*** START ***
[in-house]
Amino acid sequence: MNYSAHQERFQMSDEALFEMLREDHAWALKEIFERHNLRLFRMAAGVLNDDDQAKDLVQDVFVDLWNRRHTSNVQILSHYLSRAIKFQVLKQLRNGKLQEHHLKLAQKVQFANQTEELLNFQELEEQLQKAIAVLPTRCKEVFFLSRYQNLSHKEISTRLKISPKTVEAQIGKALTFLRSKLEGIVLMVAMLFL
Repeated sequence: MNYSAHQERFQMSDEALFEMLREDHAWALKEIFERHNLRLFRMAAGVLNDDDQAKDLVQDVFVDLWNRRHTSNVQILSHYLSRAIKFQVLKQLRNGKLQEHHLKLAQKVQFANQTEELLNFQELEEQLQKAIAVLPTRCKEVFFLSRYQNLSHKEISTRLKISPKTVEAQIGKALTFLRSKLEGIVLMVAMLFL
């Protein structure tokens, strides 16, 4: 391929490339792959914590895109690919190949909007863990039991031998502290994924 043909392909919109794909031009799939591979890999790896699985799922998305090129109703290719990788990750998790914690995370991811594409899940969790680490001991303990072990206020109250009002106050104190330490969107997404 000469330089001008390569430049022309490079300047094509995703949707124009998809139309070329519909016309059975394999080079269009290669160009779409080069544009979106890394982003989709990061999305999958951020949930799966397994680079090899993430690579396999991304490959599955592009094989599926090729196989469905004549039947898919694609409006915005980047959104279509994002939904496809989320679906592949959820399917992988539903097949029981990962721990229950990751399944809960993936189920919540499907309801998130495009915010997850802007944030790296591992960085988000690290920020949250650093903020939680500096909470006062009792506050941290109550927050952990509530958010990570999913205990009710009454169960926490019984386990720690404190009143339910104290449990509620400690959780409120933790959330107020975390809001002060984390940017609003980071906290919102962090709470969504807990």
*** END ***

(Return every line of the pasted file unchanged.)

[in-house]
Amino acid sequence: MNYSAHQERFQMSDEALFEMLREDHAWALKEIFERHNLRLFRMAAGVLNDDDQAKDLVQDVFVDLWNRRHTSNVQILSHYLSRAIKFQVLKQLRNGKLQEHHLKLAQKVQFANQTEELLNFQELEEQLQKAIAVLPTRCKEVFFLSRYQNLSHKEISTRLKISPKTVEAQIGKALTFLRSKLEGIVLMVAMLFL
Repeated sequence: MNYSAHQERFQMSDEALFEMLREDHAWALKEIFERHNLRLFRMAAGVLNDDDQAKDLVQDVFVDLWNRRHTSNVQILSHYLSRAIKFQVLKQLRNGKLQEHHLKLAQKVQFANQTEELLNFQELEEQLQKAIAVLPTRCKEVFFLSRYQNLSHKEISTRLKISPKTVEAQIGKALTFLRSKLEGIVLMVAMLFL
């Protein structure tokens, strides 16, 4: 391929490339792959914590895109690919190949909007863990039991031998502290994924 043909392909919109794909031009799939591979890999790896699985799922998305090129109703290719990788990750998790914690995370991811594409899940969790680490001991303990072990206020109250009002106050104190330490969107997404 000469330089001008390569430049022309490079300047094509995703949707124009998809139309070329519909016309059975394999080079269009290669160009779409080069544009979106890394982003989709990061999305999958951020949930799966397994680079090899993430690579396999991304490959599955592009094989599926090729196989469905004549039947898919694609409006915005980047959104279509994002939904496809989320679906592949959820399917992988539903097949029981990962721990229950990751399944809960993936189920919540499907309801998130495009915010997850802007944030790296591992960085988000690290920020949250650093903020939680500096909470006062009792506050941290109550927050952990509530958010990570999913205990009710009454169960926490019984386990720690404190009143339910104290449990509620400690959780409120933790959330107020975390809001002060984390940017609003980071906290919102962090709470969504807990």